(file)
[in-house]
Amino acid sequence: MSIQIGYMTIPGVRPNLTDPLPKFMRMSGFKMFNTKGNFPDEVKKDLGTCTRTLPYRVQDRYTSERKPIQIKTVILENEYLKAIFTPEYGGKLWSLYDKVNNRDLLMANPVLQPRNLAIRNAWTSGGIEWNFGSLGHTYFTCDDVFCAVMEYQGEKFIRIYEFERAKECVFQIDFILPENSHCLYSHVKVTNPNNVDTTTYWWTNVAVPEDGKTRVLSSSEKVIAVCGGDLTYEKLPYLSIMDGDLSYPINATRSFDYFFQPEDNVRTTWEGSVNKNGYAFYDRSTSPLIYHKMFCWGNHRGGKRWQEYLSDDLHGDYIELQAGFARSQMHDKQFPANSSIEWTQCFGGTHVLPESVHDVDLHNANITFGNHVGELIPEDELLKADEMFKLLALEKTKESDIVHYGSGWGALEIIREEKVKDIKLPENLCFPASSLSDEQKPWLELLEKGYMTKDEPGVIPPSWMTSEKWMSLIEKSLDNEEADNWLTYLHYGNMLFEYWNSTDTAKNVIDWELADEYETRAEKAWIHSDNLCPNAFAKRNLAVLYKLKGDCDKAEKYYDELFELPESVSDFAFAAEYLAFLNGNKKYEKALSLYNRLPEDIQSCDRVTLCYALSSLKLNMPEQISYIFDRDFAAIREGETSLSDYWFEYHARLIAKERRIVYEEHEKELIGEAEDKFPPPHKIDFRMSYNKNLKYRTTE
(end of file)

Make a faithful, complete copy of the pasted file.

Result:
[in-house]
Amino acid sequence: MSIQIGYMTIPGVRPNLTDPLPKFMRMSGFKMFNTKGNFPDEVKKDLGTCTRTLPYRVQDRYTSERKPIQIKTVILENEYLKAIFTPEYGGKLWSLYDKVNNRDLLMANPVLQPRNLAIRNAWTSGGIEWNFGSLGHTYFTCDDVFCAVMEYQGEKFIRIYEFERAKECVFQIDFILPENSHCLYSHVKVTNPNNVDTTTYWWTNVAVPEDGKTRVLSSSEKVIAVCGGDLTYEKLPYLSIMDGDLSYPINATRSFDYFFQPEDNVRTTWEGSVNKNGYAFYDRSTSPLIYHKMFCWGNHRGGKRWQEYLSDDLHGDYIELQAGFARSQMHDKQFPANSSIEWTQCFGGTHVLPESVHDVDLHNANITFGNHVGELIPEDELLKADEMFKLLALEKTKESDIVHYGSGWGALEIIREEKVKDIKLPENLCFPASSLSDEQKPWLELLEKGYMTKDEPGVIPPSWMTSEKWMSLIEKSLDNEEADNWLTYLHYGNMLFEYWNSTDTAKNVIDWELADEYETRAEKAWIHSDNLCPNAFAKRNLAVLYKLKGDCDKAEKYYDELFELPESVSDFAFAAEYLAFLNGNKKYEKALSLYNRLPEDIQSCDRVTLCYALSSLKLNMPEQISYIFDRDFAAIREGETSLSDYWFEYHARLIAKERRIVYEEHEKELIGEAEDKFPPPHKIDFRMSYNKNLKYRTTE